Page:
By: Gerald L. Maatman, Jr., Christopher DeGroff, Matthew J. Gagnon, and Alex S. Oxyer

Seyfarth Synopsis: On November 16, 2020, the EEOC released its “Agency Financial Report” (“AFR”)  for Fiscal Year 2020 (here). The AFR is a data compilation regarding the EEOC’s financial health, initiatives, and guiding principles, and the inaugural AFR was released last year for FY 2019. The AFR is an important guide to how the EEOC spent its budget in FY 2020, and is therefore a useful indication of the Commission’s strategic direction and litigation enforcement priorities in FY 2021 and beyond. In that respect, it is a “must read” for employers.

As we previously reported here, FY 2020 was a year of substantial change for the EEOC, which is apparent in the AFR for FY 2020. An Annual Performance Report (“APR”) will also be published in February 2021 in coordination with the EEOC’s Congressional Budget Justification. The APR will report on the EEOC’s progress achieving the goals and objectives in the agency’s Strategic Plan and Annual Performance Plan, which is issued as part of the OMB’s budget request, along with performance and program results achieved for the previous fiscal year. Until the APR is published in February, employers must look to the AFR as the most reliable guide to how the EEOC’s new leadership views the agency’s mission and intends to reach its goals for the coming year.

FY 2020: Political Developments Guide The EEOC’s Initiatives

FY 2020 saw significant activity at the top of the EEOC. The EEOC leadership is appointed by the President and confirmed by the Senate, which inherently ties the Commission to the shifting political climate in Washington, and includes the Chair, Vice Chair, and three Commissioners. By law, the leadership must be bipartisan. Before October 2020, the EEOC’s leadership included only three of five Commissioners, including Janet Dhillon (Republican – Chair), Vicki Lipnic (Republican), and Charlotte Burrows (Democrat). Commissioner Lipnic’s term technically expired in July 2020, but she was allowed to stay on so the Commission still had a quorum and could still operate.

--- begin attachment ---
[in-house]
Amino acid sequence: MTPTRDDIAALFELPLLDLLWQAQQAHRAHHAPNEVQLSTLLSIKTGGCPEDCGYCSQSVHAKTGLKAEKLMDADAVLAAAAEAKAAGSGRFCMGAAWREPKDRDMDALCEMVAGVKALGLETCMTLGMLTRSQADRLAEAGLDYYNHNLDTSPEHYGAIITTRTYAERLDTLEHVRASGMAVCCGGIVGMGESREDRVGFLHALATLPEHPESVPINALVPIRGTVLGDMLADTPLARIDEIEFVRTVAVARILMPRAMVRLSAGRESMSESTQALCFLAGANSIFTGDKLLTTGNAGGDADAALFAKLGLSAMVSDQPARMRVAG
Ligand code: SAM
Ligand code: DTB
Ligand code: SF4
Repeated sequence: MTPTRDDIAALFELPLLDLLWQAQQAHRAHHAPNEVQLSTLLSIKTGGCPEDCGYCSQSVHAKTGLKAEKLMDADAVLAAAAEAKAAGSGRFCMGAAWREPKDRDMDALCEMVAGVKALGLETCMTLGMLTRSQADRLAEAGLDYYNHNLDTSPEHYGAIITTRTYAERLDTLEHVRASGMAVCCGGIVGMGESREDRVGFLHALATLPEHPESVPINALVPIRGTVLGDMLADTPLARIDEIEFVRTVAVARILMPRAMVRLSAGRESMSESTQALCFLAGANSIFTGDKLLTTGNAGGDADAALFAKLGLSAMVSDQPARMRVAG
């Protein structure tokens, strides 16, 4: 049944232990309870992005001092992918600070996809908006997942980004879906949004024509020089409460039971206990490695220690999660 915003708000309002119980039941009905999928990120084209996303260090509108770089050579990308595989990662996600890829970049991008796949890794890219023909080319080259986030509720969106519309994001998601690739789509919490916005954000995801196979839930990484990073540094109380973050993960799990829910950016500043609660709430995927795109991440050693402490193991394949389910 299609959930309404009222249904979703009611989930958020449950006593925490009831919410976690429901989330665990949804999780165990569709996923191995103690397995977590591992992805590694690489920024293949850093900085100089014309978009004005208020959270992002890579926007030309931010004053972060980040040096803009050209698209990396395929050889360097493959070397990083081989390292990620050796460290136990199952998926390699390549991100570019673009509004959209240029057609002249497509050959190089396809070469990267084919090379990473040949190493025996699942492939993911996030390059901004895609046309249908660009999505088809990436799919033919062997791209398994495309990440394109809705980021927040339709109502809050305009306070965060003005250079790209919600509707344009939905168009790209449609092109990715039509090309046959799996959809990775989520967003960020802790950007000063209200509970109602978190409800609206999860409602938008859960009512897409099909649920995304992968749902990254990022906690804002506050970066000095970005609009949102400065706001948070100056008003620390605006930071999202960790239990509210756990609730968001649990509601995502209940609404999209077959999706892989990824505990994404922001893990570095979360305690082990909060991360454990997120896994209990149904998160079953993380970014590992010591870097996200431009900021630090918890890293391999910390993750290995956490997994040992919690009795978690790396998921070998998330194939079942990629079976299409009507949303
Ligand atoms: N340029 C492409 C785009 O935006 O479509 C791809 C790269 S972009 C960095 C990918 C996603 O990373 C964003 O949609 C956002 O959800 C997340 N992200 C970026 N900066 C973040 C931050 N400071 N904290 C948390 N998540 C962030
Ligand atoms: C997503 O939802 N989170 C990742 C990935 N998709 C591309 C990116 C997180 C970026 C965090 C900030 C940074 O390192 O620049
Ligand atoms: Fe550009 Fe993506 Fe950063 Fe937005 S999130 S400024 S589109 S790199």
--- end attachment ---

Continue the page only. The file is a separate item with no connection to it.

In October 2020, three new Commissioners, two Republicans and one Democrat, were sworn in for the two vacant seats and the seat held by Commissioner Lipnic. These new additions effectively solidify a Republican majority at least until July 2022 when Chair Dhillon’s term expires. The two new Republican Commissioners are Andrea Lucas and Keith Sonderling, who add additional Republican-based voices at the Commission. The new Democratic Commissioner, Jocelyn Samuels, has a focus on LGBTQ+ issues.

The tea leaves that employers might read suggest that the solidified Republican majority is expected to support the initiatives put in place by Chair Dhillon, including Chair Dhillon’s judgment that litigation by the Commission should only be a “last resort.”

A Surge In Recoveries